In my memory, the definitive version of the T800 is the horrifying de-skinned Endo-Skeleton revealed at the climax of The Terminator:

Arnold Schwarzenegger minus his skin; the seemingly unstoppable T800 Model 101

There have been numerous Terminator Endo Skulls available on the market over the years for a premium price, most recently from Sideshow Collectables. They tend to fall into two categories: clean (shiny chrome) and battle-damaged (weathered with a sooty/grimy finish):

Sideshow Collectables Clean and Battle-Damaged T800 Endo Skulls

Although great pieces in their own right, these display-worthy Endo Skulls have details/features that I believe can be improved upon, or are not an iteration of the T800 that is the 'true' version in my eyes (see above). These are namely the eyes, the teeth, and the neck rods/hoses. The Sideshow skulls (and to be honest most other versions of the skulls) seem to be referencing the T800 from Terminator 2 onwards, where as I will be looking at the original CSM101 endoskeleton as my point of reference.


Over 10 years ago I purchased one of the (relatively) cheap vinyl copies of the T800 Endo Skull and set about building and painting it with cheap silver car paint. The end results were passable, and so I put it in a glass case, displayed it for a short time, and then stored it away and forgot about it for a decade. This is how it turned out all that time ago:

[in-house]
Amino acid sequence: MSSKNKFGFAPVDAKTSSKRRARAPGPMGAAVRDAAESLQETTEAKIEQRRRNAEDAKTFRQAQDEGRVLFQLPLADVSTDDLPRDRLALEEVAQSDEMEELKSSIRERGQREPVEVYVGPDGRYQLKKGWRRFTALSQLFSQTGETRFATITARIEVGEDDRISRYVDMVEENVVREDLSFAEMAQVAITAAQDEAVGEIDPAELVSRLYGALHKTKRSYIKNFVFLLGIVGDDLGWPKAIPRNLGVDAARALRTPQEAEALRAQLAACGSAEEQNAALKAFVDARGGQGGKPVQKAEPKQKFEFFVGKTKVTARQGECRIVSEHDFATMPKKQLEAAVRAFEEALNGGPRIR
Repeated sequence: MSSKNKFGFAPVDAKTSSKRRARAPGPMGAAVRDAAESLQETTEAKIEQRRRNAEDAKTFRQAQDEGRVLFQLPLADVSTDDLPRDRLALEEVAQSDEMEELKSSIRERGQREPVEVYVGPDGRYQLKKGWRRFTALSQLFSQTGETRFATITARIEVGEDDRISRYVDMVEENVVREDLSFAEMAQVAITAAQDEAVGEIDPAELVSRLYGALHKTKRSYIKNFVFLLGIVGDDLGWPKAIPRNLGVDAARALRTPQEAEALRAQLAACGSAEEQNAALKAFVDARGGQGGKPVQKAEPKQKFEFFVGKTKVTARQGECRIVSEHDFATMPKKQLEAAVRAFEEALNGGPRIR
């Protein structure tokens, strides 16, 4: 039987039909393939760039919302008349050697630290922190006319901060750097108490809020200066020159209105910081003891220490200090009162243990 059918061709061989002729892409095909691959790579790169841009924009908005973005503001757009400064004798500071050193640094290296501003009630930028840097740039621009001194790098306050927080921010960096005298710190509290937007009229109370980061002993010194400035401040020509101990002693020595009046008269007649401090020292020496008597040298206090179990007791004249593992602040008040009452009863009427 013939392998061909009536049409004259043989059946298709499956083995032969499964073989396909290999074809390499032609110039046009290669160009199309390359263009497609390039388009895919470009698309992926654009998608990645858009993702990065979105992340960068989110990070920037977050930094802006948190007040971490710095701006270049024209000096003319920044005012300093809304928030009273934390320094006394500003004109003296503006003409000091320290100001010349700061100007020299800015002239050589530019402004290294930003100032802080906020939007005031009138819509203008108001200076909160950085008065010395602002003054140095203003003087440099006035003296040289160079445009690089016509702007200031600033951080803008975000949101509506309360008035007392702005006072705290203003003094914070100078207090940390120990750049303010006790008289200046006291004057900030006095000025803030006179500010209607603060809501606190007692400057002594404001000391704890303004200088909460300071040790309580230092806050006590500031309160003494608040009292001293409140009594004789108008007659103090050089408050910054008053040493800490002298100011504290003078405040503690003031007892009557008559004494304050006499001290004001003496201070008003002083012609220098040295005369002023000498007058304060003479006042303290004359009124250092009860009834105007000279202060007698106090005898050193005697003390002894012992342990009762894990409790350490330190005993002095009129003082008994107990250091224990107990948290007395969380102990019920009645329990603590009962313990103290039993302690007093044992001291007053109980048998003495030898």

OLD VERSION of the Endo Skull on which the paint unfortunately melted.

I had no experience with soft vinyl kits before (or since) and was surprised recently when I unearthed the skull (still in its display case) in the attic, to find that the silver paint was now tacky; almost sticky to the touch. Simple light touches resulted in fingerprint marks in the surface - it was ruined. After searching around on the internet it appears that this is a common trait of vinyl kits (something I was completely unaware of); painting directly onto the vinyl either never really dries, or appears to dry and then over time (especially if heat is involved, such as a warm attic) the vinyl starts to react with the paint making it sticky.

So, in a nutshell, I ended up with an un-displayable T800 skull. I decided I'd try and strip it back down to the vinyl, see how much I can tidy it up, hopefully learn from my mistakes, and perhaps do a better job of it than the first time around. And so that's where this little side project started. 

Over the last few weeks I realised I'd built up a stack of useful information regarding the re-build, and so decided to document it as I presumed there may be someone out there who may find some of it useful.

And so it begins....